This past Thursday morning, I was awoken by a curious event in my suburban Washington, D.C., home. At first, when I heard a loud noise and felt my house shaking at 5:04 a.m., I thought a car had crashed into the house. What else could cause such a loud noise and make my house shake like that? When the noise and shaking didn't stop so quickly, I realized we'd had an earthquake.

In Maryland, though?

My husband (who had slept through it) and I later heard the morning news confirm that a 3.6 magnitude quake had been centered only 20 miles from our home. There was no damage to anything in the area, but locals all had a lot of fun asking each other if we felt the quake. It was such a mild quake that many people, to their great disappointment, slept through the whole thing.

In a store later that morning, a clerk and I were chatting about the quake. After a few moments of lighthearted talk she said to me, "You know, this earthquake puts the Haiti earthquake into perspective for me. That was a 7.4 magnitude quake, which is about 1,000 times stronger than the brief jolt we felt here."

Our light attitude suddenly disappeared as we considered the relative power of these two quakes.

We each recalled the utter destruction and devastation in Haiti. Buildings, homes, utilities and more were shaken, destroyed and utterly razed to their very foundations. There was very little solid or organizational structure left in Haiti after that earthquake. The Haitian people had nothing to cling to, no place to call home. Devastated, homeless and hopeless citizens roamed the streets looking for something, somewhere that was still a place to live, a place to survive in. Much of the population moved into tents and other temporary dwellings in order to recover and survive. And Haiti still has years of rebuilding ahead of them to get back to how they were before the earthquake. My heart stirred, thinking about the pain of displacement and dislocation the families of Haiti much surely still feel.

And then I began thinking about the message of these two earthquakes for us, the Jewish people.

As a Jewish woman, I try to see all phenomena, including natural disasters, as a lesson to learn from. After all, G‑d doesn't communicate with us directly anymore as in the times of the Holy Temple in Jerusalem when prophets abounded and High Priests could ask questions directly of G‑d and receive answers. Instead today, G‑d sends us coded messages through personal and world events.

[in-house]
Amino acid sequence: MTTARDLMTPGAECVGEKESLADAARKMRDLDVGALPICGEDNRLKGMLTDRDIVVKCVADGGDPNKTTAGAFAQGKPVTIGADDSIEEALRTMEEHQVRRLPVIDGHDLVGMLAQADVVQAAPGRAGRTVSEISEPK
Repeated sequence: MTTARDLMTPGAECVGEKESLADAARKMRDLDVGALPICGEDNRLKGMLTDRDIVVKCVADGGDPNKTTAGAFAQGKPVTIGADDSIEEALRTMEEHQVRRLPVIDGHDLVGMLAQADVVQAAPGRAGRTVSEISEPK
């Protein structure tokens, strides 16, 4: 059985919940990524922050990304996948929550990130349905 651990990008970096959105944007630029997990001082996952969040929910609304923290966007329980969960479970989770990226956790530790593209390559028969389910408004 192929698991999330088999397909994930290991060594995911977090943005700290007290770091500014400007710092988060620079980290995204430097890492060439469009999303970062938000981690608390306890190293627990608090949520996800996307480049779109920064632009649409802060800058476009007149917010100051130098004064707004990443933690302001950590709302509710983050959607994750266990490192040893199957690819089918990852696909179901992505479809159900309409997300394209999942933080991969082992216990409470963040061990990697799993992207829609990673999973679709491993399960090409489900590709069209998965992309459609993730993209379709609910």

As we are approaching Tisha B'Av (starting at sundown tonight, July 19th through sundown July 20th), the anniversary of the destruction of both our Holy Temples, it seems to me that there is a message and a connection between the two earthquakes and the tragic events that happened, and happen, to the Jewish nation.

The Jewish people around the world have been experiencing an upswing in anti-Semitism: The attack on the Chabad center in Mumbai, and the kidnap, torture and beheading of a Jewish man in France. Synagogues and Jewish organizations are being defaced. In Europe, Jewish people have been attacked and beaten while trying to go to synagogue. In New York this week a man was distributing Nazi-like anti-Semitic literature right in front of buildings housing Jewish organizations.

Anti-Israel sentiments are also swelling. The recent Gaza Flotilla episode was designed to create terrible PR for Israel and it worked. Many countries around the world penalized Israel, and Jewish and pro-Israel organizations are feeling the heat.

Yet all these actions are like a 3.6 earthquake. We hear the roar and feel the rattle of our foundations. We talk about these events for a brief while. We pray for things to get better. And then we move on.

But, the destruction of the Holy Temple nearly 2,000 years ago, that was a 7.4 earthquake. It left the Jewish Nation homeless, without any structure, security, or stability for two millennia. We were utterly devastated as our earthly connection to G‑d's Divine Presence was totally gone. The leadership and guidance role of the holy Priests, which we had always counted on, was destroyed along with the Temple. This is the picture of devastation that the destruction of the Temple caused us.

Ever since then, the Jewish people has lived in metaphorical tents and temporary dwellings all over the world in order to survive. Today we have thousands of synagogues and yeshivahs and rabbis to guide us in prayer and study, and these institutions have helped us survive. But what we all really long for is another Holy Temple, where unity of the Jewish nation and direct connection to G‑d can resume.

This Tisha B'Av, let's use the imagery of devastation that we all recall from the Haiti earthquake to stir our hearts to feel sadness for the loss and destruction of our own Temple, 2,000 years ago. Our Jewish nation is still bereft, and we pray with all our hearts that we can one day soon rebuild.